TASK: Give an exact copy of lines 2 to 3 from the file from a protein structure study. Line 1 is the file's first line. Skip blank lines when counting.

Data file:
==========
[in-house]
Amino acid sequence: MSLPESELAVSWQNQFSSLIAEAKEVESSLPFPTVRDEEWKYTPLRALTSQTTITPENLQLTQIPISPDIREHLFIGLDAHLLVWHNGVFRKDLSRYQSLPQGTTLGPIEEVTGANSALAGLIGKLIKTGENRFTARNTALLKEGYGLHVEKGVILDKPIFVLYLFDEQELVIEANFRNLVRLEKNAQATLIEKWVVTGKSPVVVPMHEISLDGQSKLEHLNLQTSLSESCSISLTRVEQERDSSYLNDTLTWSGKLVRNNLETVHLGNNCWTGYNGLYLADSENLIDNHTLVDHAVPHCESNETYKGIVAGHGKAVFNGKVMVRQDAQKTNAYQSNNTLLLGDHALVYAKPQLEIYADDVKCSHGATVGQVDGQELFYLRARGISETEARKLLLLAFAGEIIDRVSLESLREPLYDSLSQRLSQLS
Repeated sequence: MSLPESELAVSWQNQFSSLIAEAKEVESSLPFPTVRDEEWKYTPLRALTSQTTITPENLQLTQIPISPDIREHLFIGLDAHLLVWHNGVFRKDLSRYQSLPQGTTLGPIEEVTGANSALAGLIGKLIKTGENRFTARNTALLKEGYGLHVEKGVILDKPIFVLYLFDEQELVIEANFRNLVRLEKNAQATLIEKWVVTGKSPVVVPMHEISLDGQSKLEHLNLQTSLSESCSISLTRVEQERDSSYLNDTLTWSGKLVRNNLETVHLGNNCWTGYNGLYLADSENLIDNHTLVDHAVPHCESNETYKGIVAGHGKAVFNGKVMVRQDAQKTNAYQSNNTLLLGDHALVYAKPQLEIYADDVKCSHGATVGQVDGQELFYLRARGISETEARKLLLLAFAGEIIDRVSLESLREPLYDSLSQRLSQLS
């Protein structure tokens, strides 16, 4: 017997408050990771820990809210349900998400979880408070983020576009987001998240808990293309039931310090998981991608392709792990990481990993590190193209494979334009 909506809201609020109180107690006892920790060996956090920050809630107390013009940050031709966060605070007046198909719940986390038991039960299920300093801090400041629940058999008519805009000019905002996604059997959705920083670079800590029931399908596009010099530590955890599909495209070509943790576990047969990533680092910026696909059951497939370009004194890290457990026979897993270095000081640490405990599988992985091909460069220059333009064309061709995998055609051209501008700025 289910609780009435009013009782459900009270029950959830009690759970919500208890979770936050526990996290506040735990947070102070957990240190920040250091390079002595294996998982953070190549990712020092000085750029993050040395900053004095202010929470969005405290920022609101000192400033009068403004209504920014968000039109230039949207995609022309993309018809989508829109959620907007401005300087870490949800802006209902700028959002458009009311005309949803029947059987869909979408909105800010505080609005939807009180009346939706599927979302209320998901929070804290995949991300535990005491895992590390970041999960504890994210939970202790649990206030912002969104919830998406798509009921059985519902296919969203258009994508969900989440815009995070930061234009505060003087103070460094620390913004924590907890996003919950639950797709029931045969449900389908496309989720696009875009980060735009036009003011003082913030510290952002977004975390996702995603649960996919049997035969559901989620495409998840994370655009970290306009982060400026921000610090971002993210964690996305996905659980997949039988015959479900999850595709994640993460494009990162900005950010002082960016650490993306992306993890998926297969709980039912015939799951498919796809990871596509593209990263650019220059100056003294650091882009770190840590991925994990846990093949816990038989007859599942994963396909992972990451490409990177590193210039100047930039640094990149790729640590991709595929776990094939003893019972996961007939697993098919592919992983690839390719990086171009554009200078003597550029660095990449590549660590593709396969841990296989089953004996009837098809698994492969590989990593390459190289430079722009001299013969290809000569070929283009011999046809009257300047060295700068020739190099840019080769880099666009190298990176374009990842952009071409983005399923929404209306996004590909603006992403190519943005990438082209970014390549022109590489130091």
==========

Amino acid sequence: MSLPESELAVSWQNQFSSLIAEAKEVESSLPFPTVRDEEWKYTPLRALTSQTTITPENLQLTQIPISPDIREHLFIGLDAHLLVWHNGVFRKDLSRYQSLPQGTTLGPIEEVTGANSALAGLIGKLIKTGENRFTARNTALLKEGYGLHVEKGVILDKPIFVLYLFDEQELVIEANFRNLVRLEKNAQATLIEKWVVTGKSPVVVPMHEISLDGQSKLEHLNLQTSLSESCSISLTRVEQERDSSYLNDTLTWSGKLVRNNLETVHLGNNCWTGYNGLYLADSENLIDNHTLVDHAVPHCESNETYKGIVAGHGKAVFNGKVMVRQDAQKTNAYQSNNTLLLGDHALVYAKPQLEIYADDVKCSHGATVGQVDGQELFYLRARGISETEARKLLLLAFAGEIIDRVSLESLREPLYDSLSQRLSQLS
Repeated sequence: MSLPESELAVSWQNQFSSLIAEAKEVESSLPFPTVRDEEWKYTPLRALTSQTTITPENLQLTQIPISPDIREHLFIGLDAHLLVWHNGVFRKDLSRYQSLPQGTTLGPIEEVTGANSALAGLIGKLIKTGENRFTARNTALLKEGYGLHVEKGVILDKPIFVLYLFDEQELVIEANFRNLVRLEKNAQATLIEKWVVTGKSPVVVPMHEISLDGQSKLEHLNLQTSLSESCSISLTRVEQERDSSYLNDTLTWSGKLVRNNLETVHLGNNCWTGYNGLYLADSENLIDNHTLVDHAVPHCESNETYKGIVAGHGKAVFNGKVMVRQDAQKTNAYQSNNTLLLGDHALVYAKPQLEIYADDVKCSHGATVGQVDGQELFYLRARGISETEARKLLLLAFAGEIIDRVSLESLREPLYDSLSQRLSQLS